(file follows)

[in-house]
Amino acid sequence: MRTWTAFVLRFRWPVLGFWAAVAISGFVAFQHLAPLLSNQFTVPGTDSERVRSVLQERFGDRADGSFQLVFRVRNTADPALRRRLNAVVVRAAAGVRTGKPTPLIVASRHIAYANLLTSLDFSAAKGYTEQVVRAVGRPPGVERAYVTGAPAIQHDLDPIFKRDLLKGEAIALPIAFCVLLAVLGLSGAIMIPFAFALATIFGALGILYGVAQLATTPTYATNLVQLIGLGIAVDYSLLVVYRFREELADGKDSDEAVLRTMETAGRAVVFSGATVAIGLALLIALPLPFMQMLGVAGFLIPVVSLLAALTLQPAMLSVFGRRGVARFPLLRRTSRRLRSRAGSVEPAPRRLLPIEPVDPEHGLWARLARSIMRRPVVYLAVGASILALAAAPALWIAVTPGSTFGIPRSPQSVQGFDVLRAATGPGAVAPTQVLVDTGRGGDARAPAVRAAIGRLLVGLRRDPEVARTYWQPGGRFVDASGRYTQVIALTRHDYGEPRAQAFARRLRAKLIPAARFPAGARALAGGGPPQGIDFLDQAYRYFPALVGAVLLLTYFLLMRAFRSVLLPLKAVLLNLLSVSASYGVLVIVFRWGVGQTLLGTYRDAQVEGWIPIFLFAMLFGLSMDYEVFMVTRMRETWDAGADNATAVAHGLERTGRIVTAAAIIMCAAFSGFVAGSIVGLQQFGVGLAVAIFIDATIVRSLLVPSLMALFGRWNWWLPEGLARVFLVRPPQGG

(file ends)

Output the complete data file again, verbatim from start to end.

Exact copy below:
[in-house]
Amino acid sequence: MRTWTAFVLRFRWPVLGFWAAVAISGFVAFQHLAPLLSNQFTVPGTDSERVRSVLQERFGDRADGSFQLVFRVRNTADPALRRRLNAVVVRAAAGVRTGKPTPLIVASRHIAYANLLTSLDFSAAKGYTEQVVRAVGRPPGVERAYVTGAPAIQHDLDPIFKRDLLKGEAIALPIAFCVLLAVLGLSGAIMIPFAFALATIFGALGILYGVAQLATTPTYATNLVQLIGLGIAVDYSLLVVYRFREELADGKDSDEAVLRTMETAGRAVVFSGATVAIGLALLIALPLPFMQMLGVAGFLIPVVSLLAALTLQPAMLSVFGRRGVARFPLLRRTSRRLRSRAGSVEPAPRRLLPIEPVDPEHGLWARLARSIMRRPVVYLAVGASILALAAAPALWIAVTPGSTFGIPRSPQSVQGFDVLRAATGPGAVAPTQVLVDTGRGGDARAPAVRAAIGRLLVGLRRDPEVARTYWQPGGRFVDASGRYTQVIALTRHDYGEPRAQAFARRLRAKLIPAARFPAGARALAGGGPPQGIDFLDQAYRYFPALVGAVLLLTYFLLMRAFRSVLLPLKAVLLNLLSVSASYGVLVIVFRWGVGQTLLGTYRDAQVEGWIPIFLFAMLFGLSMDYEVFMVTRMRETWDAGADNATAVAHGLERTGRIVTAAAIIMCAAFSGFVAGSIVGLQQFGVGLAVAIFIDATIVRSLLVPSLMALFGRWNWWLPEGLARVFLVRPPQGG